After a very long day and 10+ mile hike with 3000' of vertical gain up (and down)—a very long slog—I enjoy the fruits (fauna) of my fishing labor. From a lake apparently hardly ever touched by fishing, where rainbow trout are aggressive feeders. That makes two lakes now (the other with Golden Trout) that are apparently never or hardly ever fished.
While I prefer trout fried with almonds, frying is a tedious job requiring constant attention (and a clean up job of a greasy pan, awkward without water nearby). With a dutch oven (aluminum hard anodized for travel, lower weight) and a wooden Japanese style steamer inside, the job is clean and neat with no grease—just kick back and check for done-ness in about 20 minutes, depending on size of fish (11-14 inches in this case). A sweet potato at the same time is good also.
A few days prior, this huge (for the elevation) Golden Trout is a feast for the eyes. It has a companion that is even larger—probably a record for the very high elevation. I often fish with a de-barbed hook, which means I don’t land some fish, but it tests my skill (I am generally “deadly” from experience gained as a teenager).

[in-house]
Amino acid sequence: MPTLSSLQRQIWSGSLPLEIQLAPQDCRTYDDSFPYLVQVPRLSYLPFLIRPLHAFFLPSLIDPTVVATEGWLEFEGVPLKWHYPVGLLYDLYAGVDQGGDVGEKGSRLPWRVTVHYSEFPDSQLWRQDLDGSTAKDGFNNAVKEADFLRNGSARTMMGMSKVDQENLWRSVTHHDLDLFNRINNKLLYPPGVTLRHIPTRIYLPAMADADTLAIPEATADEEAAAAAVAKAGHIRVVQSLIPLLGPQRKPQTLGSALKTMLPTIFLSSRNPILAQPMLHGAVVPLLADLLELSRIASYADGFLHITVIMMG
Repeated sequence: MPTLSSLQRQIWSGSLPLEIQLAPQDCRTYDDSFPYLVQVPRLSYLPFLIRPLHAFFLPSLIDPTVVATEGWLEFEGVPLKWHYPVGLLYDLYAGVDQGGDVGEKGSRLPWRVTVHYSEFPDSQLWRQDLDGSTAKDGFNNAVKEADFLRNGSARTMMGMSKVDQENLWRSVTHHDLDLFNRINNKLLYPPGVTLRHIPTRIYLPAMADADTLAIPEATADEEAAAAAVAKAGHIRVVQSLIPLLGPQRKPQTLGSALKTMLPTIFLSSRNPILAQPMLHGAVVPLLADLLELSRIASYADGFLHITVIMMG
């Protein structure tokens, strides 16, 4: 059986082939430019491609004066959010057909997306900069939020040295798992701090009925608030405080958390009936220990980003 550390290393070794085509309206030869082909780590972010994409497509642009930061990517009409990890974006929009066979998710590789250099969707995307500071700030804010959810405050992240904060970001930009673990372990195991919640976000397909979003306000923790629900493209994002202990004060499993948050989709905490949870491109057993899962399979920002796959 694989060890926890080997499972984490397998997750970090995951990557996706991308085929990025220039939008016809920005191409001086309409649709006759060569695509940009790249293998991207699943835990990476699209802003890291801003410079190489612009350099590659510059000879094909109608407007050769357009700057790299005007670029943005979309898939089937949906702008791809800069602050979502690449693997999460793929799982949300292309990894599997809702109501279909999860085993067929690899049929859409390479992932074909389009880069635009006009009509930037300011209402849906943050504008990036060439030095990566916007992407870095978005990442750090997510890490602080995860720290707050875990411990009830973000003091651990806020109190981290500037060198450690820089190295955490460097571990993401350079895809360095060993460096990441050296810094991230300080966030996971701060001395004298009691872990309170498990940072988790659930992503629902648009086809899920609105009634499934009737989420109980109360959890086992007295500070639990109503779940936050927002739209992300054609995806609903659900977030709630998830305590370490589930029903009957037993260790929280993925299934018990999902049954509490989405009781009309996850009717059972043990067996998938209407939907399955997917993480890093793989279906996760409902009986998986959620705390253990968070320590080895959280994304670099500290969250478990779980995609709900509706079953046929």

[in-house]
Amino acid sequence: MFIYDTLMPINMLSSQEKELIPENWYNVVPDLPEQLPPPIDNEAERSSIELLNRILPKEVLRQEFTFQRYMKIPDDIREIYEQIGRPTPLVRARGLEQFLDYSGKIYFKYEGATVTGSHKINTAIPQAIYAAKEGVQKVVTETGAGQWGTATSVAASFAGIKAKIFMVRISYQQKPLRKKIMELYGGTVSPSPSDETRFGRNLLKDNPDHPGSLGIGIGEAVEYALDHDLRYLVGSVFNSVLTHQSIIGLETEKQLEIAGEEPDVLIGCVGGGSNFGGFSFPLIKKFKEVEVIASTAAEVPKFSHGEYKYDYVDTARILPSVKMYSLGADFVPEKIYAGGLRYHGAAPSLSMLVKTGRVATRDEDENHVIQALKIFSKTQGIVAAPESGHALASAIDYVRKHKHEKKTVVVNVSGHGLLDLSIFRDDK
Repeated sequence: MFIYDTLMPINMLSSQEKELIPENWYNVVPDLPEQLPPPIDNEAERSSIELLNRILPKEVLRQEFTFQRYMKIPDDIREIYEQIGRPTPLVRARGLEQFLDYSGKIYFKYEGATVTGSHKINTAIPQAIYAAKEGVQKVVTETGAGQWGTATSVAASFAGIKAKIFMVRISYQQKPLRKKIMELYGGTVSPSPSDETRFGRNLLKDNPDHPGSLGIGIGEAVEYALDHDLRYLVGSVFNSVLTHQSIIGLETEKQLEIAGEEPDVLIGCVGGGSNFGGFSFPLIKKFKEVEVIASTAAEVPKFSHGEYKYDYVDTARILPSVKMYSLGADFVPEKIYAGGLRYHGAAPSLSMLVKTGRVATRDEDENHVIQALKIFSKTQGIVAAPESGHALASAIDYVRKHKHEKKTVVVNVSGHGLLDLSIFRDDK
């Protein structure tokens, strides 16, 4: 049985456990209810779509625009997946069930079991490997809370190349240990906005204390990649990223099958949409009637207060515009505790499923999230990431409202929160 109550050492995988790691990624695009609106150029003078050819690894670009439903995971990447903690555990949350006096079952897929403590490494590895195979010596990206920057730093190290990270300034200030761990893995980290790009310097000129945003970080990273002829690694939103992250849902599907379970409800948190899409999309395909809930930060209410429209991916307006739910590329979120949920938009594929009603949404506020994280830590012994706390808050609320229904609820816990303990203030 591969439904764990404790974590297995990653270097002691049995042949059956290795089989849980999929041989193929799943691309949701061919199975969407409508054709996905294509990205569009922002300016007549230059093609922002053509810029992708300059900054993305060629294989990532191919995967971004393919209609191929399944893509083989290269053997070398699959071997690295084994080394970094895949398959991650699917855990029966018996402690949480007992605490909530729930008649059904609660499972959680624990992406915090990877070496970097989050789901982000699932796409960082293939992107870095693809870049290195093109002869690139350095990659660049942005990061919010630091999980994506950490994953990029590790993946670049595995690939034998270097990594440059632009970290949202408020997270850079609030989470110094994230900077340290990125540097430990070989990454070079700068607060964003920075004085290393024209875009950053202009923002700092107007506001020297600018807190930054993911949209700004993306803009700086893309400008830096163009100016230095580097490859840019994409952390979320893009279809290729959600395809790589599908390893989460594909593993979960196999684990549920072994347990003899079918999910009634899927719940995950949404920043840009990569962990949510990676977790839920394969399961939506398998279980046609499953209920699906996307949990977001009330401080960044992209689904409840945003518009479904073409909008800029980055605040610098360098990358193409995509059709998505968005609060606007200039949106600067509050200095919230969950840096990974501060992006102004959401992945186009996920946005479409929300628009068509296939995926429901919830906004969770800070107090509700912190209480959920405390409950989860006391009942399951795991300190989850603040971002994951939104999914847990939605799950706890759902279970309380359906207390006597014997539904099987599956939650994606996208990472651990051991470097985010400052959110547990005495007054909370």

Trout are good cold too. If properly gutted, they can be cooked with their own roe in place, though the quality of the roe ranged from pretty good to not so good. Curiously, one of the rainbows I caught another day had orange flesh and the others white flesh, even though all were rainbows. Perhaps there was some hybridization with Golden Trout in the gene pool in the past, with the rainbow displacing the Goldent Trout (I speak of trout from different bodies of water). The rainbow trout with the orange flesh was best of all, and tasted most like Coho salmon.